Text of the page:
Planning with Approximated Constraint Manifolds¶
OMPL supports custom constraints to enable planning trajectories that follow a desired behavior. Constraints can be defined in joint space and Cartesian space where the latter is either orientation or position based. While planning a trajectory each joint state needs to follow all of the set constraints, which is performed by rejection sampling by default. This however might lead to very long planning times, especially when the constraints are very restrictive and the rejection rate is correspondingly high.
Sucan et al present an approach where they compute an approximation of the constraint manifold beforehand and perform trajectory planning in that. The OMPL plugin contains the functionality to do that for a given set of constraints and save it in a database. In later instances the database can be loaded to use for constrained planning with any OMPL planner which strongly reduces planning time.
This tutorial includes the steps on how to construct the constraint approximation database and on how to use it for constrained trajectory planning. For more information on how to plan with path constraints in general, take a look at here.
Creating the Constraint Database¶
A sample implementation on how to construct an approximation database from a constraint can be found inside demo_construct_state_database.cpp.
The main functionality is implemented in the ConstraintsLibrary class.
Constraints are added by calling addConstraintApproximation() which can be called subsequently to include multiple constraints in the approximation. The function requires four parameters:
- constraints message (moveit_msgs::Constraints)
- robot description (std::string)
- planning scene (planning_scene::PlanningScenePtr)
- construction options (ompl_interface::ConstraintApproximationConstructionOptions)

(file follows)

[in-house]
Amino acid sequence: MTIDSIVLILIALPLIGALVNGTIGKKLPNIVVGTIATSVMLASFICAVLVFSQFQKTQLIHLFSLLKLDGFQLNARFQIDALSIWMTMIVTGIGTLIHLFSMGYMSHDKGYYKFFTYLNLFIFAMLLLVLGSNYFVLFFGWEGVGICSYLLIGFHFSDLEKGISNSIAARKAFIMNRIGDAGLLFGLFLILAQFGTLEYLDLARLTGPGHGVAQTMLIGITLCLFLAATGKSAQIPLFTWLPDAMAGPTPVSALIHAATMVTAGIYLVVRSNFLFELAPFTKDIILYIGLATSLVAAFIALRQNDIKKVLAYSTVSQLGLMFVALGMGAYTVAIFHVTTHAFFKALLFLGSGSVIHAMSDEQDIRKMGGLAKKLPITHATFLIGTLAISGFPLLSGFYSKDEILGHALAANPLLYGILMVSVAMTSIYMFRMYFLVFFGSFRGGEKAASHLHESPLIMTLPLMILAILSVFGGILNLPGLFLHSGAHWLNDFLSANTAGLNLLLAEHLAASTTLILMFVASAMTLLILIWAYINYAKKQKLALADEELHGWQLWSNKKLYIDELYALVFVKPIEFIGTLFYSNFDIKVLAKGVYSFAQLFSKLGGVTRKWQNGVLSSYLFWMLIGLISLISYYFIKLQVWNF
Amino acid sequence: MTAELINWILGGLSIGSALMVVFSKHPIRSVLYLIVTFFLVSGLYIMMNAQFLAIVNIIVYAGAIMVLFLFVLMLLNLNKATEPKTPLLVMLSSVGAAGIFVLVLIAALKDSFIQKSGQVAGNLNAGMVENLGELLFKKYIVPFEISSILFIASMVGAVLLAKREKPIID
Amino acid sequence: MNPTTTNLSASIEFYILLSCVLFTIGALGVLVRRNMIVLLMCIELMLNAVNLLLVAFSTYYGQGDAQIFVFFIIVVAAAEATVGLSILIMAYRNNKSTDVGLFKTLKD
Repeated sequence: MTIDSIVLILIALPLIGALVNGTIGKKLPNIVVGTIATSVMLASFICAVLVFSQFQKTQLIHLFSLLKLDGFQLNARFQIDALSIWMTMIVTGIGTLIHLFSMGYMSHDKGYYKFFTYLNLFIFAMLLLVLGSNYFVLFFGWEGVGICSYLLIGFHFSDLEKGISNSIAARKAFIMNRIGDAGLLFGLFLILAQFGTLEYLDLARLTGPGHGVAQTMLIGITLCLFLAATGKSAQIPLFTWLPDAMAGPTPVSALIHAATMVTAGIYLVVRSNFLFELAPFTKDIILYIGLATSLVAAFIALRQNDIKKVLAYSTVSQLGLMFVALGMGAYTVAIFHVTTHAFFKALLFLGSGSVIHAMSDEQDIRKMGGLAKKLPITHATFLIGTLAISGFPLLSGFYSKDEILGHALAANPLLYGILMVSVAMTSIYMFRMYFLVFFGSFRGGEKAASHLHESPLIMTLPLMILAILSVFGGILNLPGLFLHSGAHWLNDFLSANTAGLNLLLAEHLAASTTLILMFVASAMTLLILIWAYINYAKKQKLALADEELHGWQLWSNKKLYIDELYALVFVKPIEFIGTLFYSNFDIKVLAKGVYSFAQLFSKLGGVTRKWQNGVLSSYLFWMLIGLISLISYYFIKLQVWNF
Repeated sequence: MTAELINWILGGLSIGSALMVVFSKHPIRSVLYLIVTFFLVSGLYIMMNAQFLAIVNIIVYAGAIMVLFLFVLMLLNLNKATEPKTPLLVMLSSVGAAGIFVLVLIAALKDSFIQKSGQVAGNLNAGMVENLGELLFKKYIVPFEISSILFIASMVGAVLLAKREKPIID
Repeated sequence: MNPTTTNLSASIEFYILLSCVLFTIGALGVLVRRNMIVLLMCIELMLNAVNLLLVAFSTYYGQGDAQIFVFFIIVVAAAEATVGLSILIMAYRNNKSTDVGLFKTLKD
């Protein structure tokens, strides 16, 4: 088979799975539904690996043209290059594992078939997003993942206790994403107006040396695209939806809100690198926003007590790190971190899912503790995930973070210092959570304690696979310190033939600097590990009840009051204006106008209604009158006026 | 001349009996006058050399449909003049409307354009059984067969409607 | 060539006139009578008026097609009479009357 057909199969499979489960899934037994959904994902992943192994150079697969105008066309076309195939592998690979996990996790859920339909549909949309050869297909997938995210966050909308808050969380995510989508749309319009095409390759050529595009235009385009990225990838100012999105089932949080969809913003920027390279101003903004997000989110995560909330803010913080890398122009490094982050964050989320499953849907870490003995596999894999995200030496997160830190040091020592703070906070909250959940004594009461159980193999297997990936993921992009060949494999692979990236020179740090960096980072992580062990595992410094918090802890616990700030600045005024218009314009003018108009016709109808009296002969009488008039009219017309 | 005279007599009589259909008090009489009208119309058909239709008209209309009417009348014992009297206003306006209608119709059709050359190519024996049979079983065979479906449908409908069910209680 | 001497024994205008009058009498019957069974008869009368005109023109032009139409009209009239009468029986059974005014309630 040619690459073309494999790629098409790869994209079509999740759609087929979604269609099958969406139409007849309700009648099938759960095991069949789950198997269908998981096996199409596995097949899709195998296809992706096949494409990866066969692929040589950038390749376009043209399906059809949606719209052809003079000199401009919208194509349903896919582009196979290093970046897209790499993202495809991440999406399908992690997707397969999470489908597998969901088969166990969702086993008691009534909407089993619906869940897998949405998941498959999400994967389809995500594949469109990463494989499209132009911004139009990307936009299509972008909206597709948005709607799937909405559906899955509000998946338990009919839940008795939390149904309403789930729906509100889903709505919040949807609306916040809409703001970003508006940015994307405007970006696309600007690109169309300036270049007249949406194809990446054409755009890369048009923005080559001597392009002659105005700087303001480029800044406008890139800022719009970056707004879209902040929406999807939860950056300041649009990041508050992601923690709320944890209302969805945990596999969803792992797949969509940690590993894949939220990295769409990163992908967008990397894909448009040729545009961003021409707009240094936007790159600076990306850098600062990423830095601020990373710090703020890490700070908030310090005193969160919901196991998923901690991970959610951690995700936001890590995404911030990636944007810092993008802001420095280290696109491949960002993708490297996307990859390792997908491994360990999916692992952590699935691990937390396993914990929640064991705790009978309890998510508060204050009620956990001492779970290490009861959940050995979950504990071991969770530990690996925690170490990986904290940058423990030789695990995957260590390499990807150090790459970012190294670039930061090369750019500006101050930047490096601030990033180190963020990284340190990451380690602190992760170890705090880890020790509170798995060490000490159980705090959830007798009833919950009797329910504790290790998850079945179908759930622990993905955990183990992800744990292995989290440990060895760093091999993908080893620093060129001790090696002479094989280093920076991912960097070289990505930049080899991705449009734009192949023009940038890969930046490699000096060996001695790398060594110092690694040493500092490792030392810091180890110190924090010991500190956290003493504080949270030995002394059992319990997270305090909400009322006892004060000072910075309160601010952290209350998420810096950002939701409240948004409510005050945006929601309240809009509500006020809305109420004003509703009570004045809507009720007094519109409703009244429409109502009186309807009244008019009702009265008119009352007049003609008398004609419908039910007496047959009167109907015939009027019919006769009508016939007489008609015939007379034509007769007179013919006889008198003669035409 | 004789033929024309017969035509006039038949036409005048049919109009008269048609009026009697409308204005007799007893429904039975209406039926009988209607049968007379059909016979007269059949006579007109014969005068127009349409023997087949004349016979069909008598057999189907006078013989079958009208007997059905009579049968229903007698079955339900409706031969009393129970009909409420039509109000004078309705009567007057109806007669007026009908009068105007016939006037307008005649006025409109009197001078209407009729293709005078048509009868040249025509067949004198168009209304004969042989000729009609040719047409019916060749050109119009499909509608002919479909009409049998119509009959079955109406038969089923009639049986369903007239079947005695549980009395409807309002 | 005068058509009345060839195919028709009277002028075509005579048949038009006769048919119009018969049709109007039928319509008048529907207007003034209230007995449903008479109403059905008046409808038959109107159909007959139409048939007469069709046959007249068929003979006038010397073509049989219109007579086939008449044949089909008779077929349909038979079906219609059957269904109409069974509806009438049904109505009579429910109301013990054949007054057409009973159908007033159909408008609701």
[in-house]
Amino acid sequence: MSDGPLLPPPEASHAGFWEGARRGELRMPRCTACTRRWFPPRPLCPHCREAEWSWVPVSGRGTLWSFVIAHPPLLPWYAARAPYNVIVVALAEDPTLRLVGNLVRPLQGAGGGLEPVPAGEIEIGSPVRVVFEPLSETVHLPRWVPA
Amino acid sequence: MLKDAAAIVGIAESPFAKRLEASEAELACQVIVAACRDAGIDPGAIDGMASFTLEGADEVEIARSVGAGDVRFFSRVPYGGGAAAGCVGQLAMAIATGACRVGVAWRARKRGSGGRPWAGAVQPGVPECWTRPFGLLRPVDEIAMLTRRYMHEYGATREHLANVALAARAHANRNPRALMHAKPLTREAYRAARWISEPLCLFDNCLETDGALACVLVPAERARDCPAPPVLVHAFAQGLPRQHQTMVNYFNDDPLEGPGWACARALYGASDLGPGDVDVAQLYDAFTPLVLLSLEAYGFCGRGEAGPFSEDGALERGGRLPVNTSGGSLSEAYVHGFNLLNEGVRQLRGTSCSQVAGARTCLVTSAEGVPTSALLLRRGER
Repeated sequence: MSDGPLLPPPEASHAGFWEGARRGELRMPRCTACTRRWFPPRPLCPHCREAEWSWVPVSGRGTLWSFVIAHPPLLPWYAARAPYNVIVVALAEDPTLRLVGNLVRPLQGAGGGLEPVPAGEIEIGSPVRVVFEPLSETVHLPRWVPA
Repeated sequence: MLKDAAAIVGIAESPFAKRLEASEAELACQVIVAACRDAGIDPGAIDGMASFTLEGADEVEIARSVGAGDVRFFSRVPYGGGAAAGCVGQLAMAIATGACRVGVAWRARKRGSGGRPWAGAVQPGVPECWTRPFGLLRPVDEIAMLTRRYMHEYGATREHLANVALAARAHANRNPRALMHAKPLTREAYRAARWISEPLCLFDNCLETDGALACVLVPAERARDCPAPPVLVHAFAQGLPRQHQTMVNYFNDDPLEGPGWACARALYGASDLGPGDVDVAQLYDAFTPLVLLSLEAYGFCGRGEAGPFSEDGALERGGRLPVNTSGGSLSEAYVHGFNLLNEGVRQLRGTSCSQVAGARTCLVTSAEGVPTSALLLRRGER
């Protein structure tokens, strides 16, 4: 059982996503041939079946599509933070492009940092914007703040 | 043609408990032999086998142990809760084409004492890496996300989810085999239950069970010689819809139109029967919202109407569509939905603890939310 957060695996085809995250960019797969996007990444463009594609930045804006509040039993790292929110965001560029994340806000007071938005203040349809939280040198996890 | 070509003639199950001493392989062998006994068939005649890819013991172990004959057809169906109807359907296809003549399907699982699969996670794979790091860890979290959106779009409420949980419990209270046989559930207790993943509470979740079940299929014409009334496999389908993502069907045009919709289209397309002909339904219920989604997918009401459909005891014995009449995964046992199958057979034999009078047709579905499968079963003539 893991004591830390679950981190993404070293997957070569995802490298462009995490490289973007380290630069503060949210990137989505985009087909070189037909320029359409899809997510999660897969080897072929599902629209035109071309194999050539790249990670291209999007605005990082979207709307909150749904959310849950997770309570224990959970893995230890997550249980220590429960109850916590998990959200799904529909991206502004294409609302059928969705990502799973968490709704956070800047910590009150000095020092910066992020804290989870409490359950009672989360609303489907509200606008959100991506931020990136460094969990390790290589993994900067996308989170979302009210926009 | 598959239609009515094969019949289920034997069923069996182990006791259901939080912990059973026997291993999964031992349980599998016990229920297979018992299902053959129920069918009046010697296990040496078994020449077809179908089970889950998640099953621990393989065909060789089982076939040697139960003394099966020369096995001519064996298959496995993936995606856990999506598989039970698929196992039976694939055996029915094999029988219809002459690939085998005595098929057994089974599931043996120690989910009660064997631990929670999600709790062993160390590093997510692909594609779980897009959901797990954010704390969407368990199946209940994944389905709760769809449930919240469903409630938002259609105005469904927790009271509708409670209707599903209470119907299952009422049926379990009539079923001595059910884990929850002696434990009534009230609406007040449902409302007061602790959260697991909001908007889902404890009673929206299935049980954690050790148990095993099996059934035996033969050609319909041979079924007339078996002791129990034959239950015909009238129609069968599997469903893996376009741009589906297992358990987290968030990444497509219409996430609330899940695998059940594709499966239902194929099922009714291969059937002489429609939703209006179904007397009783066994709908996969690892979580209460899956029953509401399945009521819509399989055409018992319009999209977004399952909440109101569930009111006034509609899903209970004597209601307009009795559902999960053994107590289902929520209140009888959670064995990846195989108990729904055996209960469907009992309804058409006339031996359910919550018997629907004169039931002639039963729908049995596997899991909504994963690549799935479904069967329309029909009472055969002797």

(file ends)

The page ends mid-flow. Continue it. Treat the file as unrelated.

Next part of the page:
The robot description is the name of the move group and the planning scene should be initialized as usual with the corresponding robot model.
Initialization of the constraints message and the options is explained below.
The constraints message object can be initialized as usual with any type and required tolerances. The critical point is that the name of the message should be descriptive and unique to the constraint. That name is used later on to reference the correct constraint when planning with the approximation database.
The ompl_interface::ConstraintApproximationConstructionOptions object specifies various features of the approximation manifold, as for instance size, density, space parameterization type and others. Below is an overview over each of the options:
- unsigned int samples - size of the approximation graph
- unsigned int edges_per_sample - degree of the approximation graph
- double max_edge_length - distance threshold for edge insertion
- bool explicit_motions - defines if edges should follow constraints
- double explicit_points_resolution - interpolation resolution of edges for constraint checks
- unsigned int max_explicit_points - maximum points of an edge to check